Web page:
Dissociative Amnesia and Dissociative Fugue

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A discussion of how a person can lose awareness of their identity.

This week our focus in on something other than hormone replacement specifically. This topic is often more related to Counseling and Psychology. But it is real, and it does sometimes show itself in Dr. Maupin’s office. It is called a Fugue State.

Fugue State is a diagnosis under Dissociative Disorders in the DSM V. These are the diagnostic and statistical manuals of the American Psychiatric Society. These books (there are five revisions), describe the criterion for diagnosing mental and emotional disorders.

If you experience traumatic events or excessively stressful events, especially early in childhood, you use a defense mechanism called repression. This does not mean that you forget these events or experiences, it means that you block them from your consciousness in order to appear normal and to function without calling attention to yourself in ways that could jeopardize you.

Sometimes when the stress levels are more than your system can handle, you will “lose” some of your awareness. You may forget your name and where you live, and you may forget some event or period of your life.

If you leave home and get in your car and drive somewhere and during the drive have a wreck, and wake up in the hospital and do not know who you are or what you were doing and do not remember the drive at all, you suffer from what we call Amnesia. This amnesia can be limited in duration and will go away and you will recover your memory of the event. If the amnesia is caused by severe brain trauma you may not get the memory back. The type of amnesia that may happen and from which you may recover is the type caused by stress and emotional trauma. There are levels of amnesia and dissociation that are recoverable if your stress levels diminish.

All of us repress things because of our focus of attention. If you break up with a girlfriend and then automatically and unconsciously dial her number on the phone, that is called repression. However, if you have had severe levels of trauma you are not repressing you are dissociating from reality.

This dissociative process can sometimes be beneficial such as when you are doing surgery as a physician, you cannot become preoccupied with your own life problems and concerns. You may hyper-focus in order to do your job. That is a good thing.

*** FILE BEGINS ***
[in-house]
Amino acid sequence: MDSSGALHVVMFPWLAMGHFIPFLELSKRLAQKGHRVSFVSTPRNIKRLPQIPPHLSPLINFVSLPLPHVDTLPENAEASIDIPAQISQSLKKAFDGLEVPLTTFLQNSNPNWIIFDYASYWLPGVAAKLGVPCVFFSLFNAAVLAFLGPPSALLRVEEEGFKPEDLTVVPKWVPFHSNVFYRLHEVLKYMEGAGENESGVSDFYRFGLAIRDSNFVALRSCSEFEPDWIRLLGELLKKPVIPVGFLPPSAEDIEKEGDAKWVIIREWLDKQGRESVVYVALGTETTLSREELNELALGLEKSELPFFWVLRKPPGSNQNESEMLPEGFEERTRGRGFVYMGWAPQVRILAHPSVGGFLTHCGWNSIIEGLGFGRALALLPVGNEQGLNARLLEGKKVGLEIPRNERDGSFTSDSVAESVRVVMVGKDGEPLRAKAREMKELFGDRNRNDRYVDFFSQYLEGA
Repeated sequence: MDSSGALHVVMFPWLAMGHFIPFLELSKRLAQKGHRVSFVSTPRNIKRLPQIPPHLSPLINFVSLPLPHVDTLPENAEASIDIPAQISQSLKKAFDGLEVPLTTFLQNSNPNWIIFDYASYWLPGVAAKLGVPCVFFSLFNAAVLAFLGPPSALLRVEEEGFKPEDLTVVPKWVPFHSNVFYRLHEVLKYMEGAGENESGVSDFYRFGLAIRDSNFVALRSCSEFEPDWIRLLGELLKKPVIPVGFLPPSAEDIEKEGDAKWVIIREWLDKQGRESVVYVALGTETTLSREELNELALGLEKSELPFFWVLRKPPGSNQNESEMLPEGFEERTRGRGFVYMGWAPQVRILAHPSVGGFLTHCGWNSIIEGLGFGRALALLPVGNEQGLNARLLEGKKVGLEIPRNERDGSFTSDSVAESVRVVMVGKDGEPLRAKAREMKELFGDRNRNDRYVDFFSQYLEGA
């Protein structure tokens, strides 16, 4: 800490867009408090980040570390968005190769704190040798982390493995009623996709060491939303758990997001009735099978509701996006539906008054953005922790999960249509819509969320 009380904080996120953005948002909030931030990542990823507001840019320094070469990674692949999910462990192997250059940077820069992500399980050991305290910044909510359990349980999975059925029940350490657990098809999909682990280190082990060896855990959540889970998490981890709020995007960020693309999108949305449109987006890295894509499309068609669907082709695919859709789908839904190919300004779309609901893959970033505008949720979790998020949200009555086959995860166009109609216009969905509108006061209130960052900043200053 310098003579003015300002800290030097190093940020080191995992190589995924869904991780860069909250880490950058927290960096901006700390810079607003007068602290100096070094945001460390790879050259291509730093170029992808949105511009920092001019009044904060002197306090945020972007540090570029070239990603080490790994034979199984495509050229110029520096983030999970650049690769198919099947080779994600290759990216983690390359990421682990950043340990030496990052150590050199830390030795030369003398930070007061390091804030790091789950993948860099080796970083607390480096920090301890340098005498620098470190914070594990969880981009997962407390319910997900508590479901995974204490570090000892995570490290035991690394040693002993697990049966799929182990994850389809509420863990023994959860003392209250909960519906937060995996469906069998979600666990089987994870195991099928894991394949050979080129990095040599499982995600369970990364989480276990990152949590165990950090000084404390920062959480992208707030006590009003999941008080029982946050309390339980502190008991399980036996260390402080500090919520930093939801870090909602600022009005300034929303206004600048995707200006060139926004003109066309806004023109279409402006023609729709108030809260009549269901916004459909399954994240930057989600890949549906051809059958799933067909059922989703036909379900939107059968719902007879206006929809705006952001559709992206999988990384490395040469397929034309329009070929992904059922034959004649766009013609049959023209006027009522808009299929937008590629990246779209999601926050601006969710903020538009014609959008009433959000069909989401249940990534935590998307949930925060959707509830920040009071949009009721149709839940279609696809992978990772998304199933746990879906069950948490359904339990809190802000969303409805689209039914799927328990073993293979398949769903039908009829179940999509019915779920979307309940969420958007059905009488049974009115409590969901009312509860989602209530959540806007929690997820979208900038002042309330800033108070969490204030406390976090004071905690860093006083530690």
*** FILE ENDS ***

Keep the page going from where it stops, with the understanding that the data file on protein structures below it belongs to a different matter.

Sometimes though the dissociation is so complete that you do not know where you are or who you are and do not remember the flow of your life. If you suffer from this type of amnesia, you may also experience a desire or need to travel and move. This desire is called a fugue state. The compulsion requires you to drive a car or catch a train or plane and go somewhere. You may not know where you need to go you are just going.

The most extreme form of dissociation is called dissociative identity disorder it used to be called Multiple Personality Disorder. Your core identity would fragment into separate and distinct identities, each of which would have its own name and memories.

Each of these disorders can be treated, often with great success. All behaviors are in service of the self. If your self needs to dissociate in order to handle the stress or trauma of your life it will. When you are less stressed, and your life is safer it will often restore your memories and you will be able to function with complete awareness and full memories.

The reason we are talking about these disorders this week is that sometimes a physician will encounter a person with these symptoms and cannot find a physical reason for the symptoms. They must then consider the possibility that the person is suffering from a psychological or psychiatric disorder and make an appropriate referral to a counselor, psychologist or Psychiatrist.

This Health cast was written and presented by Dr. Kathy Maupin, M.D., Bio-identical Hormone Replacement Expert and Author, with Brett Newcomb, MA., LPC., Family Counselor, Presenter and Author. www.BioBalanceHealth.com

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